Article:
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115.

A man of business won't 'till evening dine, &c.]

Qui studet optatam cursu contingere metam,

Multa tulit fecitque puer, sudavit et alsit;

Abstinuit venere et vino.

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Nunc satis est dixisse, Ego mira poemata pango;
Occupet extremum scabies: mihi turpe relinqui est,
Et quod non didici, sane nescire fateri.

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ibid. From Fig's new theatre he'll miss a night,] Fig was the great man of his day; or in other words, the Humphries and Mendoza in one.

ibid. The man that has both land and money too,

May wonders in a trading borough do: &c.]

Assentatores jubet ad lucrum ire Poeta
Dives agris, dives positis in fenore nummis.
Si vero est unctum qui recte ponere possit,
Et spondere levi pro paupere, et eripere atris
Litibus implicitum ; mirabor si sciet inter-
Noscere mendacem, verumque beatus amicum.
Tu seu donaris, seu quid donare voles cui,
Nolito ad versus tibi factos ducere plenum
Laetitiae clamabit enim, "Pulchre bene! recte!"

-si carmina condes,

Numquam te fallant animi sub volpe latentes.

116. Alderman Pond, a downright honest man,]

Quinctilio si quid recitares, Corrige, sodes,

Hoc, aiebat, et hoc melius te posse negares;

:

Bis terque expertum frustra: delere jubebat,

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Si defendere delictum, quam vertere malles ;
Nullum ultra verbum, aut operam sumebat inanem,
Quin sine ravali teque et tua solus amares.

116. Leave you of mighty interest to brag,

And poll two voices like Sir Robert Fag.] Sir R. Fag represented the Borough of Steyning, 1734, but where, or when, the circumstance here referred to happened, we have not been able to discover. ibid. Parliamenteering is a sort of itch,]

Ut mala quem scabies aut morbus regius urget,

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Nec semel hoc fecit, nec si retractus erit, jam
Fiet homo, et ponet famosae mortis amorem.

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Indoctum doctumque fugat recitator acerbus;
Quem vero arripuit, tenet occiditque legendo,
Non missura cutem nisi plena cruoris hirudo.

EPISTLE XI.

Page 118. The Author of this Epistle was the only son of Edward Stillingfleet, a clergyman in Norfolk, and grandson to the Bishop of Worcester. He was educated at Norwich school, and leaving it in 1720, went to Trinity College Cambridge, where Dr. Bentley, who had been private tutor to his father, was Master. After taking his batchelor's degree, he became a `candidate for a fellowship: but,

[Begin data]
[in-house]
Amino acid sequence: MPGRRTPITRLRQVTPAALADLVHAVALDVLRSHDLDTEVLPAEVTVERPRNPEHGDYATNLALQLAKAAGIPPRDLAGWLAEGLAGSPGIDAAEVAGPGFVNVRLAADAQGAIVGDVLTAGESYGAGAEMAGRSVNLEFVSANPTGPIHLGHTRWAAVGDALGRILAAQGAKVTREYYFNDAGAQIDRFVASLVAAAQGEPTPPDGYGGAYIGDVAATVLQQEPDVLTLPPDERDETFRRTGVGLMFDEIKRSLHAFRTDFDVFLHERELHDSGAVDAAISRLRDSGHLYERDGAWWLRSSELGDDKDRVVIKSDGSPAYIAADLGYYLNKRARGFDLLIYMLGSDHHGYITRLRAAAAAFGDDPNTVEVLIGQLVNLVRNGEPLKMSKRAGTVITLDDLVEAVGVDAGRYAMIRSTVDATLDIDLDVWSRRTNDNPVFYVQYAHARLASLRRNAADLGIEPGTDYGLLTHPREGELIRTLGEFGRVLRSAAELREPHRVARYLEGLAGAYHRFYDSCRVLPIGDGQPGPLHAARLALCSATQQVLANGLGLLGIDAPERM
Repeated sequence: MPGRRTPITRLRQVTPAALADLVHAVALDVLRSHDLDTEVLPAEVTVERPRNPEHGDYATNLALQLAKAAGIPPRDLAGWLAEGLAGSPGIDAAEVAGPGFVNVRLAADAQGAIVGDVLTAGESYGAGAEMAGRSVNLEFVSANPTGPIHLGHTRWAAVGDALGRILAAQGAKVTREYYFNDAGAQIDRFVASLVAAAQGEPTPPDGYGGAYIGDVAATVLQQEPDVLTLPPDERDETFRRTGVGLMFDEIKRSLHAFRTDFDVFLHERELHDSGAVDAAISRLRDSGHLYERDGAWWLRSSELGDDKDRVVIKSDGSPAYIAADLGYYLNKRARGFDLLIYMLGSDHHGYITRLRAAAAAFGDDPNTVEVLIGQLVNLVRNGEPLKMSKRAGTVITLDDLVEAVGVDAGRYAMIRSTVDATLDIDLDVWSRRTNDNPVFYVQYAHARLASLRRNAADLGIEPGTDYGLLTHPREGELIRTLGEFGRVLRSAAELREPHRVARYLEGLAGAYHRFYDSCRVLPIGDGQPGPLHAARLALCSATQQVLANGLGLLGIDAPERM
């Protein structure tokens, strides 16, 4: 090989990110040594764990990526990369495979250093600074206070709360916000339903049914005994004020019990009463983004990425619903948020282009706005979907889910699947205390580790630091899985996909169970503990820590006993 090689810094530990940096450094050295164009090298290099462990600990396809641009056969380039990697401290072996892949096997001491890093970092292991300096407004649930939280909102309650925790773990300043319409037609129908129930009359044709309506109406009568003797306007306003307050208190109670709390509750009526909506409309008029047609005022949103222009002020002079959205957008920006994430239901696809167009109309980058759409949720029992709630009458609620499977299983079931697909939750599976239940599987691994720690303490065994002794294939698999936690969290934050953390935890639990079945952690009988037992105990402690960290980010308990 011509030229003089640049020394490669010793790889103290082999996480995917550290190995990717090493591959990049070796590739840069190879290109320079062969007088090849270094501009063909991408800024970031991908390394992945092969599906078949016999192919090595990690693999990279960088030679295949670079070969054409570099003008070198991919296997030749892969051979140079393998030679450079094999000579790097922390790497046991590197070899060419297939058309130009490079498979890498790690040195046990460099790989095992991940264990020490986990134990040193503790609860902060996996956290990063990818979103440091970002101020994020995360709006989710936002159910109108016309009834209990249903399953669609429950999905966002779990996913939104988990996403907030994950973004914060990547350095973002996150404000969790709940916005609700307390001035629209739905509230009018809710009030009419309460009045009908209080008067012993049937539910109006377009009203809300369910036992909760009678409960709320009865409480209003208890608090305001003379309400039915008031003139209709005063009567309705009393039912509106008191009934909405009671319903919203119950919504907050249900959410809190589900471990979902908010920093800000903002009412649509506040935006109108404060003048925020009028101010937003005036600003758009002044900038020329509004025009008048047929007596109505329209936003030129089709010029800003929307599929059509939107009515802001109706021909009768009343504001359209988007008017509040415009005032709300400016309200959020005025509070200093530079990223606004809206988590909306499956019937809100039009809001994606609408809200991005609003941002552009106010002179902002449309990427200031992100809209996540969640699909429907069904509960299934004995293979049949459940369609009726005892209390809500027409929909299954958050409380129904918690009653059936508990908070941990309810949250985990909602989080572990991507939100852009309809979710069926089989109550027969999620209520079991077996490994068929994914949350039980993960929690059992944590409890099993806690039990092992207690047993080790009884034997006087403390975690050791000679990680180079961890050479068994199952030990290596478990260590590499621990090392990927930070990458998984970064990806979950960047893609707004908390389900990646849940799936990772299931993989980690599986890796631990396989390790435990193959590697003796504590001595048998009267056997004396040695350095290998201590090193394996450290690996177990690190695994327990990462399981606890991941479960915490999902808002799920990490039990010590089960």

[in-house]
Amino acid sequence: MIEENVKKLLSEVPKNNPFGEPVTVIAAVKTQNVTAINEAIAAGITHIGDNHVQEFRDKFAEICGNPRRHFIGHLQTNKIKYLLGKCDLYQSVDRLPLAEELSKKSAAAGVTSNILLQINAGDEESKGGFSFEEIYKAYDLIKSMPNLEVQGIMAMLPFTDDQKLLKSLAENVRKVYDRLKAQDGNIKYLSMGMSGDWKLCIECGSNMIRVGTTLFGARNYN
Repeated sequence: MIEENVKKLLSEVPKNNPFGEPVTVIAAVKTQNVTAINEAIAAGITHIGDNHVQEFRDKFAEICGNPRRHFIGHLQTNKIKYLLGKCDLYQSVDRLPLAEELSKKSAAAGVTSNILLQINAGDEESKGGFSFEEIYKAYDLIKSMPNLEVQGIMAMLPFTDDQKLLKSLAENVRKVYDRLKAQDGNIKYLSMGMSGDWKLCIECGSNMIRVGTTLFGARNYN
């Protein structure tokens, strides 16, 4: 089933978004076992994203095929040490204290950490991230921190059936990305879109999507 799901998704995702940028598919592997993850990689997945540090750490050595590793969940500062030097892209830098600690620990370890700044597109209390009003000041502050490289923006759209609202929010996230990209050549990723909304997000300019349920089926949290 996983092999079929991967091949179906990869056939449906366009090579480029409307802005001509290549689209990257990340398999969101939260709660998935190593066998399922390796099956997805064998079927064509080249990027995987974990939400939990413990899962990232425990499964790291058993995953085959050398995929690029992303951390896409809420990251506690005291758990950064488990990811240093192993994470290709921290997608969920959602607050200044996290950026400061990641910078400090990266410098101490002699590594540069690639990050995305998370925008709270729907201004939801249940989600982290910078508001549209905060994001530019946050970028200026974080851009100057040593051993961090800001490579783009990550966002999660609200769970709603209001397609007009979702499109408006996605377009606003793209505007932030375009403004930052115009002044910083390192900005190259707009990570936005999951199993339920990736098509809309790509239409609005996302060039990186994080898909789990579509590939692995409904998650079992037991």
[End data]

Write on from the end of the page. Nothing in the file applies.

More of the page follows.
through the influence of Dr. Bentley, was rejected. On this diappointment, he left Cambridge, and travelled with Mr. Wyndham, to whom he inscribed this Epistle, and with whom he lived in the most intimate and unreserved friendship. Through the favor of the late Lord Barrington, he was appointed master of the barracks at Kensington, a place which enabled him to pursue his studies, and particularly Natural History, his favorite, with success. He died

a batchelor, in the year 1771, upwards of seventy, and was buried in Saint James's church. Besides his "Tracts" and "Treatise on Music," several of his productions have been published; whilst others still remain in manuscript, which no less deserve to be known.

120. When Maevius, spite of dullness, will be bright, And teach Argyll to speak] John Duke of Argyll, who was equally celebrated as a statesman, a warrior, and an orator.

125. CLINIAS' son] Alcibiades.

129. So Ripley, till his destin'd space is fill'd,

Heaps bricks on bricks, and fancies 'tis to build.] "Ripley," says Pope, "was a carpenter, employ'd by a first minister, who raised him to an architect, without any genius in the art; and after some wretched proofs of his insufficiency in public buildings, made him Comptroller to the Board of Works.' Note to Moral Essays, Ep. 1v. 1. 18.

130. As good hear Bentley dictate on epistles,] See Bentley on the Epistles of Phalaris.

130. Or Burman comment on the Grecian whistles ;] Peter Burman, a celebrated Dutch Commentator, whose laborious and minute investigations are too well known to be particularly specified.

135.

Ctesipho.

Nor imitate that resolute old fool,

Who undertook to kick against his mule.]

136. Could Bailey's self more tenderness have shown] Nathan Bailey, compiler of both a Latin and an English Dictionary.

137. Visions of devils into monkeys turn'd,] St. Dominic, vide Jansenius (Nic.)

ibid. Bottles of precious tears that saints have wept,] Of our Saviour and others, vide Ferrand.

ibid. And breath a thousand years in phials kept ;] Of Joseph, vide Molinaeum.

ibid.

Sun-beams sent down to prop one friar's staff,]

St. Cathro's, vide Colganum.

ibid. And hell broke loose to make another laugh ;] St, Anthony.

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gathered those that dropt from him, and put them in their place again, vide Acta Sanctorum.

138. Letters and houses by an angel carried;] From St. Firman to St. Columba, vide Colganum. Chapel of Loretto.

ibid. And, wond'rous! virgin-nuns to Jesus married.] Maria de la Visitation, vide her life by Lusignam.

139. A character as opposite, as great,] Socrates.

THE END.

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